Africa will not fully develop if its people continue to live without electricity, Economic Commission for Africa’s Executive Secretary Vera Songwe said on Thursday.
According to Ms. Songwe speaking during the Res4Africa business-to-government high level workshop on accelerating the renewable energy transition in Ethiopia; energy is the key driver of development across the African continent.
“Right now the continent is moving towards the game-changing African Continental Free Trade Agreement (AfCFTA) where collectively we can wield the strength of the African continent better than we can individually by trading more with each other but the AfCFTA requires production which requires energy,” Ms. Songwe said at the workshop.
According to the ECA Chief, as it stands, 48 per cent of Africa’s population still lacks access to electricity and this is projected to remain the same come 2030. This is despite recent efforts by African governments in boosting access to electricity through innovation on the continent. Ms. Songwe therefore believes that more needs to be done for Africa to address its power challenges.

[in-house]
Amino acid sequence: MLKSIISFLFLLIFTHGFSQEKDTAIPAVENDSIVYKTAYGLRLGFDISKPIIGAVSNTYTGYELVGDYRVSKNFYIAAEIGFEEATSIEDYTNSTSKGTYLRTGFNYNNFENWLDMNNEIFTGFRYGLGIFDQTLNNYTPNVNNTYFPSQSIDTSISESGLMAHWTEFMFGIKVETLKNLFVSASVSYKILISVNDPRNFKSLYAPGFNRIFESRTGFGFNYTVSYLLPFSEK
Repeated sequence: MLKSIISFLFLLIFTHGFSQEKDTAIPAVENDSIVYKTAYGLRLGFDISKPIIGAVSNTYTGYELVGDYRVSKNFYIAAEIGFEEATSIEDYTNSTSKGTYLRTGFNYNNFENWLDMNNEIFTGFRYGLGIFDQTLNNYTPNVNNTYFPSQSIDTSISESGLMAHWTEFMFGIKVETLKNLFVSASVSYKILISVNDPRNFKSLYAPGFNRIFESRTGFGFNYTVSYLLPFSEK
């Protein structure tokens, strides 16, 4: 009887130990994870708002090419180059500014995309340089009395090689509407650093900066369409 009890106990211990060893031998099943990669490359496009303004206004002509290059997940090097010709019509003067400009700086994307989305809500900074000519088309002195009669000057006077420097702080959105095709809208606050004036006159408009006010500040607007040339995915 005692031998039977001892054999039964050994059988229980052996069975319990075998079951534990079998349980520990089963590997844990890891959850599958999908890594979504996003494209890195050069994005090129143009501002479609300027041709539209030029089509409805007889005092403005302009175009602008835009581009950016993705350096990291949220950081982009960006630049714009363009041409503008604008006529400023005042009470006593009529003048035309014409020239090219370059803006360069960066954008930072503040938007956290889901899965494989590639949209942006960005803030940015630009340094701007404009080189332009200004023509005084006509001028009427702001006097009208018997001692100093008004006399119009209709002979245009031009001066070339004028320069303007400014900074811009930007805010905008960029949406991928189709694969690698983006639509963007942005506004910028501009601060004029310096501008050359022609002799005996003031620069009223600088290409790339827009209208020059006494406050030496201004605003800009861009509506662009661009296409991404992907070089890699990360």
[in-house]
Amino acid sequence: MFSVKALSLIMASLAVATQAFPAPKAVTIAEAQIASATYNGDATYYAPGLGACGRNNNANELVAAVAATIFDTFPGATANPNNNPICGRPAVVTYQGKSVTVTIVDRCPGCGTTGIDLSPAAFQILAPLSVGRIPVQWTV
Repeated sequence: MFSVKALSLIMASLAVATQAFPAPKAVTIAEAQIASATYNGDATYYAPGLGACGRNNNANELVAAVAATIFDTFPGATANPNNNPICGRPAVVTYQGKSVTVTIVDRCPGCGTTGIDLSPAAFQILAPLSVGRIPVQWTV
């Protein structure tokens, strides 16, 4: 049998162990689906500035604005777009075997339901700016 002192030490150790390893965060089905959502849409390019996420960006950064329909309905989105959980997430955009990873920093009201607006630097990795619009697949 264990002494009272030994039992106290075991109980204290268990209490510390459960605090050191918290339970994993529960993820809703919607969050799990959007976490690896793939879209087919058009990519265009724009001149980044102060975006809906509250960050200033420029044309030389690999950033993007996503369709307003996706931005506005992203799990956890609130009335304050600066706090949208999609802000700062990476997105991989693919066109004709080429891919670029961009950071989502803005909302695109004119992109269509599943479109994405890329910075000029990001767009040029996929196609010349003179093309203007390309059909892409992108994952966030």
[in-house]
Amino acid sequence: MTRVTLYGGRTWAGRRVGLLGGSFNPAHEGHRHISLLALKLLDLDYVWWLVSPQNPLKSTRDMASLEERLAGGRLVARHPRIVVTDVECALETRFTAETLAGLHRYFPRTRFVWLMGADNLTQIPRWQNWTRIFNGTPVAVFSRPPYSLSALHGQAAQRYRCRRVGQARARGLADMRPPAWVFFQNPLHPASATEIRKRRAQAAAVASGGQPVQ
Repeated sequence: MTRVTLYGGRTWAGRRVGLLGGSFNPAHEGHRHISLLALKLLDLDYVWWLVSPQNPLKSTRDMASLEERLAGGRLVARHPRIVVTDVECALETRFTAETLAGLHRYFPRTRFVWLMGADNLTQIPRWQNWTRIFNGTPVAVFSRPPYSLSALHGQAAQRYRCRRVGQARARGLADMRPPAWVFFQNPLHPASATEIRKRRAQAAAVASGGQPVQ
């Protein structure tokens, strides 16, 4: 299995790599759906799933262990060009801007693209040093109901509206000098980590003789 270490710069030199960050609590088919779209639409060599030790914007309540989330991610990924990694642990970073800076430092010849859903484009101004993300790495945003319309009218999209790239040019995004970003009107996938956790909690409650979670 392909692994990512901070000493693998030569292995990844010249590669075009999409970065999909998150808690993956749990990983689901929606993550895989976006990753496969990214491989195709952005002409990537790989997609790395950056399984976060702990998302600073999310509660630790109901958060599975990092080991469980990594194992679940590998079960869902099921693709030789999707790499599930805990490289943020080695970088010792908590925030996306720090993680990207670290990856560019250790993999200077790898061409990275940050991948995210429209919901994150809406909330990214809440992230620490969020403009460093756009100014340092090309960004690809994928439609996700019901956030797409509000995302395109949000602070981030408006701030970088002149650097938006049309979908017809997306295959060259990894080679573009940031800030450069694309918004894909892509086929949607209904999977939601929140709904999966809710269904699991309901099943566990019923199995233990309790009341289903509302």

“Africa has to act fast and now to increase the number of people with access to electricity. We have to quadruple our efforts on energy if we are to achieve the sustainable development goals and Agenda 2063. Without energy we cannot have the development that we so yearn for,” she explained.
“We need to enact policies and regulations that can quickly enhance the enabling environment for deployment of renewable energy programmes in Africa and make it easy for the private sector to play its role in helping accelerate the energy transition on the continent,” she added.
On his part, Roberto Vigotti, the Secretary General of Res4Africa, shared the same sentiments as Ms. Songwe and emphasized the importance of accelerating the renewable energy transition not only in Ethiopia but Africa as a whole.
It was stated that lack of sufficient power generation capacity, poor transmission and distribution infrastructure, high costs of supply to remote areas, or simply a lack of affordability for electricity, are among the biggest hurdles affecting Africa’s desire to extend grid-based electricity.